Musings of an Englishman who literally quit his life in Devon in mid-2012 to move to Tijuana to love a girl.
They ended up in San Diego where he became a TV anchorman (yes really...), they got married, and now they're living in England together.
Simple as that really.
Follow your heart, who knows where it will lead.

Crazy. Beautiful. Madness.

Sunday, 12 October 2014

Winter is coming...

I HAVE thick skin.
At least I do compared to my wife it seems.
I must have.
Do I need to sleep underneath TWO thick winter duvets in the middle of the British summer to fend off the cold??
I do not.
My wife it seems, does.
Over the centuries our British bodies have adjusted to living in the northern part of the world.
So our idea of a 'nice' summer, is not the same as a North American's idea of a 'nice' summer.
For about five minutes in August, when the old Victorian house was so warm that no amount of open windows or doors would shift the heat, Jacks was happy and content.
Even our chili plants were happy (who knew you could REALLY grow chilis here? In Devon??)
This WAS summer.
But this was not actually summer.
This was in fact an anomaly. A climatical mirage if you like.
For the two months gearing up to us moving to the UK I pre-warned her of the "cold, damp, fairly miserable conditions" which she should be prepared for on a "daily" basis - basically "year round".

It became a running joke when we were watching the HBO series 'Game of Thrones'.
When we heard the slogan "winter is coming" I said: "It is... when we move to England".
When we found out we were actually moving back to the 'shire (that's Devonshire – not Hobbit-land) we set about preparing Jacks for nothing she had ever experienced before.
We visited store after store in San Diego trying to find something called a 'coat'.
No luck.
"You need to visit a different state for that... maybe Alaska, or the East coast maybe?" store staff would suggest with a wry smile.
"Why would WE need coats here?!"
Fair one. With a year-round average of 21.5 degrees Celsius in Southern California why would you need a winter coat?
So I prepared my wife for the worst, we jumped on a plane at the tail end of April and what happens…? We experience one of the best summers in years with 'above average' temperatures month after month.
It was so nice and warm and lovely that day after day we were blessed with glorious sunshine.
It got to the stage where we didn't actually need a forecast because everyday seemed to be the same day after day.
Our chili plants re-flowered, every day seemed to be a 'beach day' and people began to smile more (as they only do when its sunny).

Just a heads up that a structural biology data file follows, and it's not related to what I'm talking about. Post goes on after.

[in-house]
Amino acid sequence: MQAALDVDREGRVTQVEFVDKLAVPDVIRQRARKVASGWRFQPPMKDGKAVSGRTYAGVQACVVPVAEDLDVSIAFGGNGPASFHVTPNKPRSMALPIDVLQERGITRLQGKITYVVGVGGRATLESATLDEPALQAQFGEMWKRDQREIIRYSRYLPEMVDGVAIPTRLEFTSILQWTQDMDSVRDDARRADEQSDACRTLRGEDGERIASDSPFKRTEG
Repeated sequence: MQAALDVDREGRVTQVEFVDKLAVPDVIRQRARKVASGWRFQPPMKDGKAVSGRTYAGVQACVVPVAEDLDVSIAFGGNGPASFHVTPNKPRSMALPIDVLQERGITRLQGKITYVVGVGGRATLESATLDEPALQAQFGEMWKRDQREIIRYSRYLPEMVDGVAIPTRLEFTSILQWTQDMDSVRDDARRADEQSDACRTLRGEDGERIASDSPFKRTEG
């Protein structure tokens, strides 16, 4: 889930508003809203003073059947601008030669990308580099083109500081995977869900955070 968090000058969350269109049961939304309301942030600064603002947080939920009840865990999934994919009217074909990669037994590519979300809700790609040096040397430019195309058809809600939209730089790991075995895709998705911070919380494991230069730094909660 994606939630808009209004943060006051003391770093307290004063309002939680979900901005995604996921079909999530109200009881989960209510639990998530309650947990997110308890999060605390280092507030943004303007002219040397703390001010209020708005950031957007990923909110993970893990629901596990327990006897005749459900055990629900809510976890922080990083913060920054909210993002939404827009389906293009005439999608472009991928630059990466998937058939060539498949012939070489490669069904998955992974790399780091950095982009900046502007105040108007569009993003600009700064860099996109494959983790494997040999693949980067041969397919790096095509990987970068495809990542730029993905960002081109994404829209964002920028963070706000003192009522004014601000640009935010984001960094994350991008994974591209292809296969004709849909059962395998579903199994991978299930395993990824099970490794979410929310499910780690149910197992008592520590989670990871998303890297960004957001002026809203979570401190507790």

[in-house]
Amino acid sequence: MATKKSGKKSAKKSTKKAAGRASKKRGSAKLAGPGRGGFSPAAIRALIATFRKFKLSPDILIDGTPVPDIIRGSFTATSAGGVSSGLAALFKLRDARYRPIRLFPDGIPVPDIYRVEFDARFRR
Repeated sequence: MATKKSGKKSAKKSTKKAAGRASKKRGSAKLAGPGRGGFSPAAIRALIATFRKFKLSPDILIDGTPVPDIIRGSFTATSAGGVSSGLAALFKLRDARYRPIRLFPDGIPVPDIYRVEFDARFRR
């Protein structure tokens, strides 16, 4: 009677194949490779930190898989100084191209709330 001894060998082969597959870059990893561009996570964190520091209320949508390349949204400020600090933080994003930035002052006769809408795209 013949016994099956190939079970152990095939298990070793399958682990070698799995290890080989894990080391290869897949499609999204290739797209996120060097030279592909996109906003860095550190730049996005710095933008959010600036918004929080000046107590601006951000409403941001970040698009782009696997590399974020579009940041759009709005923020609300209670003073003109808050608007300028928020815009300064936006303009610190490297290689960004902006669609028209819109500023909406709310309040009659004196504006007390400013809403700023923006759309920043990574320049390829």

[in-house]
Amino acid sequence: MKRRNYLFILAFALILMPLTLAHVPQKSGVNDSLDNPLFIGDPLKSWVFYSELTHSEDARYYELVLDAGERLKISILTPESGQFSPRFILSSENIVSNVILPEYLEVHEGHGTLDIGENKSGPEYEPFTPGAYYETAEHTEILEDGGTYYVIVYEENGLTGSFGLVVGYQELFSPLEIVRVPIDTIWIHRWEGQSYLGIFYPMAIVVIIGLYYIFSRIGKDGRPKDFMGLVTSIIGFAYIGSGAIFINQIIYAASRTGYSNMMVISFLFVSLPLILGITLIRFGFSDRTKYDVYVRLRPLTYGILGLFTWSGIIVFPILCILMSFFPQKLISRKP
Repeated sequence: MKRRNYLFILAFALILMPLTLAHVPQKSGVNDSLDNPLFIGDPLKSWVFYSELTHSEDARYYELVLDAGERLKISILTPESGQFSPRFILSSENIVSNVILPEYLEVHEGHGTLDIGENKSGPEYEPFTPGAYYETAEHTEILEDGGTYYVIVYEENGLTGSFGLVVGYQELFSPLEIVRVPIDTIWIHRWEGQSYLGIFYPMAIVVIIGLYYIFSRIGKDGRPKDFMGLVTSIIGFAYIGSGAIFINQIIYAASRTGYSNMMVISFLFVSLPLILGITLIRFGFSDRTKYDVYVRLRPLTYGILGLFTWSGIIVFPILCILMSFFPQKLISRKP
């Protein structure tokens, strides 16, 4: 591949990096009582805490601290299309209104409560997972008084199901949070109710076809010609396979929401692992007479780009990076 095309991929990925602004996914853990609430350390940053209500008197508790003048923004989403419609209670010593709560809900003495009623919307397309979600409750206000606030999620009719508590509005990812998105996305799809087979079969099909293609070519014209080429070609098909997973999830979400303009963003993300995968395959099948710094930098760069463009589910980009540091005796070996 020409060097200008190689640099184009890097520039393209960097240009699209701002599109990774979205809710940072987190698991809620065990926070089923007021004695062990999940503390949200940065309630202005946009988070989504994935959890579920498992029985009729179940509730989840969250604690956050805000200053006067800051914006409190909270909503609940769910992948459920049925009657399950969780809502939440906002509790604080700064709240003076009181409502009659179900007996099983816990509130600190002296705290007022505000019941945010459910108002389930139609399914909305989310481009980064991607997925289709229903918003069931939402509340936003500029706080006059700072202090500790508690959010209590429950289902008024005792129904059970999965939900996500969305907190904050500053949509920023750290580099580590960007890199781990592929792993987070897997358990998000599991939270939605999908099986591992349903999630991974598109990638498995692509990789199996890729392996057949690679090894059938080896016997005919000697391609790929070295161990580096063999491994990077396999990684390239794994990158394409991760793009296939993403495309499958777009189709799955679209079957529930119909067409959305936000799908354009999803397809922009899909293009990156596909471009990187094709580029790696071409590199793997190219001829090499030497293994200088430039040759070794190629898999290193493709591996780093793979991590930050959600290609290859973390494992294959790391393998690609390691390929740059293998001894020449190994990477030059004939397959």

Let it grow, let it grow, let it grow
Feeling the heat - another of our very happy chili plants

Chili farmer

But then in the space of what seemed to be just a few hours, it appeared to get darker with the nights drawing in; our chili plants half died; I grabbed my brolly (that’s umbrella for you guys outside the UK); and Christmas decorations, treats and adverts began appearing in local stores and on the TV.

The view at Tesco - never one to miss a trick (Sept 9th)

So now the true shock is about to settle in for my Mexican wife.
As the storm clouds gathered over our Plymouth home, I declared: "This IS England".

Incoming... the view over Plymouth Sound

The view a few minutes later...

"When's it going to be warm and sunny again," I can hear her asking in a few days, if not minutes.
Um... 2015... maybe in May...2015?
Yes, you try telling a Latin girl that that's it for a while. Show's over.
The sun is on holiday for a bit.
In San Diego there's a saying that goes: "May grey, June gloom".
That saying doesn't actually mean it's going to rain.
Californians are just weird.
It means it'll be 23 instead of 25. Oh, and it'll be a tad cloudy.
I'm not sure what the saying is here... "summer (usually) shit, autumn (generally) bleak, winter downright evil?"
For the seasoned Brits these seasons are a piece of cake.
Step one: Pack up the board shorts, 90 per cent of t-shirts, flip flops and sunglasses. Oh, and the factor 30 sun block you didn't use.
Step two: Unpack the hoodies, jeans, down jackets and gloves and scarves.
Simple: Change summer wardrobe for winter wardrobe.
As Oscar Wilde wrote: "Wisdom comes with winters".
It goes with the territory.
If there's one way to test the resilience of a wife and all that "for better or for worse" jazz then it's this.
Batten down the hatches sweetheart, I'll introduce you to a seasonal friend we call 'central heating'.

Update - Oct 13th - 7.15pm.
Jacks' first ever experience of central heating. Remarkable.
I think she'll be sleeping here in the hallway tonight.

That warm fuzzy feeling

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